Galaxies and their evolution

The galaxies group in the School of Physics and Astronomy comprises around 20 researchers, including teaching and research staff, postdocs, and PhD students. Our Research Interests include a wide variety of topics, from the deep secrets of star formation and small-scale processes taking place in Active Galactic Nuclei (AGN), to how galaxies form and evolve and the nature of dark matter. To address these problems we make use of both numerical simulations such as Monte Carlo Radiative Transfer and Smooth Particle Hydrodynamics, and observations at many wavelengths from the UV to the radio.
Our expertise and wide variety of research interests are complemented by the involvement of our group members in a number of international collaborations and observational surveys at all scales, such as CALIFA, GAMA, CANDELS, VANDELS, MaNGA and eBOSS. Upcoming surveys and missions include DESI, JWST, LSST and Euclid.


Stellar populations

Vivienne Wild, Rita Tojeiro

Knowledge of the star formation histories of galaxies is required in order to accurately determine their physical properties, such as stellar mass, and to help us understand the physical processes that cause galaxies to evolve over time. Examples of past projects include the accurate determination of star formation histories from spectra (e.g. with the VESPA code) and identification and characterisation of rare objects such as post-starburst galaxies.


Interstellar medium

Kenny Wood, Ian Bonnell

The interstellar medium or ISM is the vast reservoir of gas and dust that fills the galaxy and, as it coalesces, provides material for the next round of star formation. The properties of the ISM are determined by physical processes over a range of scales. St Andrews researchers have show how the densest phases of the ISM, star forming clouds, are born in the interactions of gas with a galaxy’s spiral arms. Stars themselves produce feedback such as radiation pressure, stellar winds, and supernovae events, which influence the physical conditions (density, temperature, chemistry, metallicity) in nearby clouds. Magnetohydrodynamic and radiative transfer simulations show how this can affect later star formation and alter the structure of the host galaxy over kiloparsec scales.

interstellar medium simulation

Simulation of a supernova detonation taking place within a star forming cloud.

Shown is a simulation of a supernova detonation taking place within a star forming cloud. The supernova originated from a star of almost 96 solar masses located in a cluster forming within a dense filament of gas. This snapshot shows how, 86,000 years after the explosion, the cloud has been torn apart and formed low density escape channels. As a result, the stars in the main cluster, seen as the white points near the centre, are no longer accreting, while a nearby cluster to the upper right has remained embedded. Comparison with similar simulations in which earlier feedback in the form of ionization and stellar winds shows that in these cases the supernova’s effect may be greatly reduced.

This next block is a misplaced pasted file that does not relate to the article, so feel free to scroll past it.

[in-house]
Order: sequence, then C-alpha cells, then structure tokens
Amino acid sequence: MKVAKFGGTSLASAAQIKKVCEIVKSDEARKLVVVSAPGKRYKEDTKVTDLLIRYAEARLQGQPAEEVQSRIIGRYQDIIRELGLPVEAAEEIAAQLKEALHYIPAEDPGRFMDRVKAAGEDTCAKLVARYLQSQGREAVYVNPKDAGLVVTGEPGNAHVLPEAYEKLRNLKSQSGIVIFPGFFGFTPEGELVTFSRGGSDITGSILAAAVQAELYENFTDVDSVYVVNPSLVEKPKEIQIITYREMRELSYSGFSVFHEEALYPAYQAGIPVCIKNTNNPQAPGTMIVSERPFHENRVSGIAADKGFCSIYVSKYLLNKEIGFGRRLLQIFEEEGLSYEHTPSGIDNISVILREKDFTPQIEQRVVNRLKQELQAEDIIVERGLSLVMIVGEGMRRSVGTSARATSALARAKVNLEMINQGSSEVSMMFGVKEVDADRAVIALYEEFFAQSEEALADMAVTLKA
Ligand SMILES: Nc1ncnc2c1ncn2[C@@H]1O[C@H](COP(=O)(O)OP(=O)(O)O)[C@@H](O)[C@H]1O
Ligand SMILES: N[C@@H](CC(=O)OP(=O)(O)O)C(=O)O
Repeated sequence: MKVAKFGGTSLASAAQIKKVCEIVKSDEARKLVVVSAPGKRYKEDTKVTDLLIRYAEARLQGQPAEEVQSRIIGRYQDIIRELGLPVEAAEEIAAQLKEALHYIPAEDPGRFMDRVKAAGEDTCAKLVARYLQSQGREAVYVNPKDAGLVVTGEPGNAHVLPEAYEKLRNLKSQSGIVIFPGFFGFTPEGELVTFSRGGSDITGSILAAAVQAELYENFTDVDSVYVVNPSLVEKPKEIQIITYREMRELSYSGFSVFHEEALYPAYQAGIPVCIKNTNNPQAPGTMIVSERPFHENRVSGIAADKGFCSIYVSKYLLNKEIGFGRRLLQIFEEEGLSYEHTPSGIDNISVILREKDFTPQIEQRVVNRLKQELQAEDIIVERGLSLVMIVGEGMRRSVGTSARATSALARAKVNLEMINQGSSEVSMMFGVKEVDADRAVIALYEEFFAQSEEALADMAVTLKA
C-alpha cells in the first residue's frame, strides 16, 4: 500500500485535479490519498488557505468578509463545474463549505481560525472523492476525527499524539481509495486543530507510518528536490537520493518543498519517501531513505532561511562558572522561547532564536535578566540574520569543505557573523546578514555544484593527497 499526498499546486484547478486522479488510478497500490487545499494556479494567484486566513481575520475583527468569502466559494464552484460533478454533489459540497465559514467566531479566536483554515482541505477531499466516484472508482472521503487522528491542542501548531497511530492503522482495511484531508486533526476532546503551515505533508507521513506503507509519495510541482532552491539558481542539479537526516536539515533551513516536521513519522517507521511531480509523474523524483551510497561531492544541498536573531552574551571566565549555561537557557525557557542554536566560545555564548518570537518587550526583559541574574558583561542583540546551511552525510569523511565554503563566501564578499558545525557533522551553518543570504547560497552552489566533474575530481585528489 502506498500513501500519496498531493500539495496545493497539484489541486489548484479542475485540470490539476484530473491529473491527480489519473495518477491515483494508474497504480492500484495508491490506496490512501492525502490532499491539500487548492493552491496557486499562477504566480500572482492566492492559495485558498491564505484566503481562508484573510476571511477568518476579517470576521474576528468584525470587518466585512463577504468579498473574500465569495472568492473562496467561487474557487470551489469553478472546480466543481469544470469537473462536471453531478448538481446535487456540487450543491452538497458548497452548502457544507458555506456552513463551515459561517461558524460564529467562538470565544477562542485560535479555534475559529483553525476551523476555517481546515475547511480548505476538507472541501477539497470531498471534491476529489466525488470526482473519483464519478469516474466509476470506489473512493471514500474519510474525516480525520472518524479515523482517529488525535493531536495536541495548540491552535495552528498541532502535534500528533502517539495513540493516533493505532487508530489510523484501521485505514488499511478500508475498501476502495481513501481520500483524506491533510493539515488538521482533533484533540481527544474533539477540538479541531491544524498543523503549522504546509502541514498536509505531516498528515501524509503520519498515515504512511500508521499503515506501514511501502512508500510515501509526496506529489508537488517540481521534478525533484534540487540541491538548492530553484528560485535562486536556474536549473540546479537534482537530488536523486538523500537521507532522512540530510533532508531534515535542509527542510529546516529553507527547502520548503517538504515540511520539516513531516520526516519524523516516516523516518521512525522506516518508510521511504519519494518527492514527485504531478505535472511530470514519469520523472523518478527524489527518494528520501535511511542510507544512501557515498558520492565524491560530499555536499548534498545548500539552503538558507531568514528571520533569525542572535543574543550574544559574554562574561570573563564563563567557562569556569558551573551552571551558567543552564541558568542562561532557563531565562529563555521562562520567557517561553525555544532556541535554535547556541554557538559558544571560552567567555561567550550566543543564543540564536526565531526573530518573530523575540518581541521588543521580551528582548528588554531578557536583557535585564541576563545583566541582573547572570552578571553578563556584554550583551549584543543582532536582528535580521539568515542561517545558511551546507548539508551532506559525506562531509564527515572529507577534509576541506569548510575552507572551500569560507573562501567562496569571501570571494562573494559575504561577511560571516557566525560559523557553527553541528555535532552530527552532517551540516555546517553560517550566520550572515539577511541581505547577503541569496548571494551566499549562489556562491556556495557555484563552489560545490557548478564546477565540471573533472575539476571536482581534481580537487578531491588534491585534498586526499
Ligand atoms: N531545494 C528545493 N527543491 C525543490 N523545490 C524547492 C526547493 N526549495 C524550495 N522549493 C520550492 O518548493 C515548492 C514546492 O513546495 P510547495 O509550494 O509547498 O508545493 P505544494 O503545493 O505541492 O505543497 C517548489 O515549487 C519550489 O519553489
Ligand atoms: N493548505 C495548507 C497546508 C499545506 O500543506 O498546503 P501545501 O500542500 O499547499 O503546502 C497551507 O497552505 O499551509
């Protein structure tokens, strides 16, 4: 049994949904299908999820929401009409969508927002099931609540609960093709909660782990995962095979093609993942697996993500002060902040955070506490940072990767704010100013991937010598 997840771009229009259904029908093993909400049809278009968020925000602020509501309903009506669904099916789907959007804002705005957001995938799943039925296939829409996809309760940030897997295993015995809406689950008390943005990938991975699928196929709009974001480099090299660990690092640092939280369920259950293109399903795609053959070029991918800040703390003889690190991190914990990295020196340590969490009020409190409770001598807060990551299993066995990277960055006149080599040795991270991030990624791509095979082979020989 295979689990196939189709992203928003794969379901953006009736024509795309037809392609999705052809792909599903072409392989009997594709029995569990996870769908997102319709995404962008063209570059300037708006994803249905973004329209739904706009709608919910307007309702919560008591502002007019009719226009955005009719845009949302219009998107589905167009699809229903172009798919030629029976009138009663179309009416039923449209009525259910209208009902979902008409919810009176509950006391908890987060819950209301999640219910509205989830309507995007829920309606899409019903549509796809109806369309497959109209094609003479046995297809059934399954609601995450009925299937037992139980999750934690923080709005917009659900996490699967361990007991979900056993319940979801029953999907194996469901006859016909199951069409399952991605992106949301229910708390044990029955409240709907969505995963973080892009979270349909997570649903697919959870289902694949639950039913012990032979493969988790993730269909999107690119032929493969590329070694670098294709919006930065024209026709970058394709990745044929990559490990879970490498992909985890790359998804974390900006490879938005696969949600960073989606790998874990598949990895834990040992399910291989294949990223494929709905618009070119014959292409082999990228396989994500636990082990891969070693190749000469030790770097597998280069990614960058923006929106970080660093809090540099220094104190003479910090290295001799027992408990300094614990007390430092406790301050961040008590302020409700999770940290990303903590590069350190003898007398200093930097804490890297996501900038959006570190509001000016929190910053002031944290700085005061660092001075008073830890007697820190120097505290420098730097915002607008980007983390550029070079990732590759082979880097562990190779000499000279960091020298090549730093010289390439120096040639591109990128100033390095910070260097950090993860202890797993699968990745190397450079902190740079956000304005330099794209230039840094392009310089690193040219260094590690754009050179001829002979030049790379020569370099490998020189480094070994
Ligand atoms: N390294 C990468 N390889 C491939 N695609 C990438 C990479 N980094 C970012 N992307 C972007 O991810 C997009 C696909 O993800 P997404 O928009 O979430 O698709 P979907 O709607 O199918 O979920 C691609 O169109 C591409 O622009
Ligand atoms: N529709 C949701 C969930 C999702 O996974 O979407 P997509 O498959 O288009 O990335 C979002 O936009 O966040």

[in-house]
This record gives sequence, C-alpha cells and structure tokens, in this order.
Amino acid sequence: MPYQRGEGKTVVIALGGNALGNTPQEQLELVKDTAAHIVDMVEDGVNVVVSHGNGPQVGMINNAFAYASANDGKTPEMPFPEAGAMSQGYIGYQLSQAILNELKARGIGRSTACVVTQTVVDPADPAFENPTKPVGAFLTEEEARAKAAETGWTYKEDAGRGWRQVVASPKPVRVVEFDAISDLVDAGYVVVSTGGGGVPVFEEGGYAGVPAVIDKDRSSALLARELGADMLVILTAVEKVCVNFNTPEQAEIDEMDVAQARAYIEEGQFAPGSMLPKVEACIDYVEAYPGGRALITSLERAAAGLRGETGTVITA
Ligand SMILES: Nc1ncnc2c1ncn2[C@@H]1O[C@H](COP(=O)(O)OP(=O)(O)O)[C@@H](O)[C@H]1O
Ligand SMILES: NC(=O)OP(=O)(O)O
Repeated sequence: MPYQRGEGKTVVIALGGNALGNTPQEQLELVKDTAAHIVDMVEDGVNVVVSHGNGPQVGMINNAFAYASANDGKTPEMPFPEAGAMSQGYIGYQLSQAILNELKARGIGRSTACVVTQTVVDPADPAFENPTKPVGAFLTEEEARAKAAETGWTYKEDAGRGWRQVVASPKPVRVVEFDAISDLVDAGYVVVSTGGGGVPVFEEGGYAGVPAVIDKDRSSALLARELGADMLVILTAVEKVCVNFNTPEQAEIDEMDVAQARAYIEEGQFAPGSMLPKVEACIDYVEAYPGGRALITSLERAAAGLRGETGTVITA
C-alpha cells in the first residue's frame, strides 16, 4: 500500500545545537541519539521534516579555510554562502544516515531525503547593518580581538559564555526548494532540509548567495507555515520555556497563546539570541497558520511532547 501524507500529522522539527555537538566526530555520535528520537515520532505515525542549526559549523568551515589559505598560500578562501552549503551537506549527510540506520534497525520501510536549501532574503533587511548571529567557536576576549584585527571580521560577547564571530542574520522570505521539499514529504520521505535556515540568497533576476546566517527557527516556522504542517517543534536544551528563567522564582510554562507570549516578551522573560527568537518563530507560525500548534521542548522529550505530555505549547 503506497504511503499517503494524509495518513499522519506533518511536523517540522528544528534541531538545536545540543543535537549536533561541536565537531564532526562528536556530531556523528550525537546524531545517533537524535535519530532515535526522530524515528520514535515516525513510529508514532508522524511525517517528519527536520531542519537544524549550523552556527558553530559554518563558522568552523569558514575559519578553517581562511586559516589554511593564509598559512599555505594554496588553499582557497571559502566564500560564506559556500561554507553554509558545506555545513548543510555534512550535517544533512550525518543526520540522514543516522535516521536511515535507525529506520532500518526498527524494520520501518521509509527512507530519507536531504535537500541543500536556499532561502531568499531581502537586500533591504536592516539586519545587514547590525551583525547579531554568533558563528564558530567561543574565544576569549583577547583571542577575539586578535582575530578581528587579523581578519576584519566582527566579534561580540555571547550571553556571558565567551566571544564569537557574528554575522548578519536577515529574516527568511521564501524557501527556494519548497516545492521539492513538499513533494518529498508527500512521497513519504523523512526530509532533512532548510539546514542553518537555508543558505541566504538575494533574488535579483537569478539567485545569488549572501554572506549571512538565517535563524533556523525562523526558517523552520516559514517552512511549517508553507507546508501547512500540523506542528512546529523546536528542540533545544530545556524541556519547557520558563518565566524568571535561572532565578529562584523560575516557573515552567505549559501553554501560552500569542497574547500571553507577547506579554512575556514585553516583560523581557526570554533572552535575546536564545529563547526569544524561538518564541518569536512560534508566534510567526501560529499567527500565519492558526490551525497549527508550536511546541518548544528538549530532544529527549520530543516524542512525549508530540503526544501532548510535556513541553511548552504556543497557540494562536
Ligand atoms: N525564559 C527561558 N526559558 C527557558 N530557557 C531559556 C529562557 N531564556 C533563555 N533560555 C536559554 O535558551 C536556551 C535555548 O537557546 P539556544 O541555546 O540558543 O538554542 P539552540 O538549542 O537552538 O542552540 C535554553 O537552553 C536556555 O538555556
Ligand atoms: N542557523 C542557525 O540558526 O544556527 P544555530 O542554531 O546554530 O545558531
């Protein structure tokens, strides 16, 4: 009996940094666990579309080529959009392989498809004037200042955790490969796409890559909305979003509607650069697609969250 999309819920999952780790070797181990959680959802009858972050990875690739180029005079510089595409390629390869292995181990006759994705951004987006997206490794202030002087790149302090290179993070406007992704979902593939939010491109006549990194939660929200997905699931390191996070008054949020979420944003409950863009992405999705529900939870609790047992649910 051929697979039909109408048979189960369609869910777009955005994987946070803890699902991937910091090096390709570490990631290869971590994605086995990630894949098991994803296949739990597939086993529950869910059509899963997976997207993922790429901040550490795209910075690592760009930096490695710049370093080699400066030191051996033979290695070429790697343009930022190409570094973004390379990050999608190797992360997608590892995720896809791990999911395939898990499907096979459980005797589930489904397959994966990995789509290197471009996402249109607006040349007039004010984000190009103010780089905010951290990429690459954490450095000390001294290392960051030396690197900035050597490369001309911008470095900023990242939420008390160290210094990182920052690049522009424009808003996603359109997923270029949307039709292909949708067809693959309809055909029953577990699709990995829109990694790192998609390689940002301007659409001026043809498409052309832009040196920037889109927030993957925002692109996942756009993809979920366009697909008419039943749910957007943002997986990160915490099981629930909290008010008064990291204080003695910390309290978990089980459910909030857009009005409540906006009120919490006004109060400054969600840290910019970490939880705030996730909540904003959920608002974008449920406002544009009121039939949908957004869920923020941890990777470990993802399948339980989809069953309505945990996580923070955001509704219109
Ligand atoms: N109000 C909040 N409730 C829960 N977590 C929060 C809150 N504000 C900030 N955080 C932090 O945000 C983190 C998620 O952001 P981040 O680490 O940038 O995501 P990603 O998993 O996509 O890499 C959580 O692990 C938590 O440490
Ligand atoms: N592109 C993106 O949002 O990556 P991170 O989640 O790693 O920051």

Galaxy dynamics

Anne-Marie Weijmans, Vivienne Wild, Ian Bonnell

The dynamics of stars and gas in galaxies tells us about how they formed and evolved with time. With integral field surveys such as CALIFA and MaNGA, the kinematics of both the stars and gas in large numbers of galaxies can now be studied. Complementary to this are hydrodynamic simulations, that help us to interpret the observations. We post-process simulations to make mock observations, to compare directly with our survey datasets.


Active Galactic Nuclei

Keith Horne, Vivienne Wild

Many galaxies harbour active nuclei (AGN), where matter accreting onto a super massive black hole emits significant amounts of radiation. The group has a long standing interest in the technique of reverberation mapping, which beats resolution limitations of conventional observations to allow us to “see” into the central engine of the AGN. The group also works on the links between AGN and their host galaxies, to understand the impact of AGN on galaxy evolution.


Galaxies Group Meetings

The Galaxies Group hosts lunch meetings every Thursday from 13:00 to 14:00 in room 301.
If you have any question about the Galaxies Group Meetings, please contact Carl Roberts (cr214).

Galaxy lunch will usually be in the format of a journal club, so everyone is encouraged to bring a paper they would like to summarise to the rest of the group. If you are looking for interesting papers to present check out our private CiteULike and Benty Fields groups where we post the papers we want to discuss.
Other formats we have:
• Review article: presented in detail by our first-year PhD students.
• Plots: PhD students in particular are encouraged to bring a plot they have recently made. Staff and postdocs will do their best to provide useful feedback and comments on these plots.
• Talks: short talks to share some results or to practise for a conference.
• Conference reviews: if a group member has recently attended a conference/workshop and there are some interesting results they want to summarize to the group, galaxies lunch is the ideal place to do it.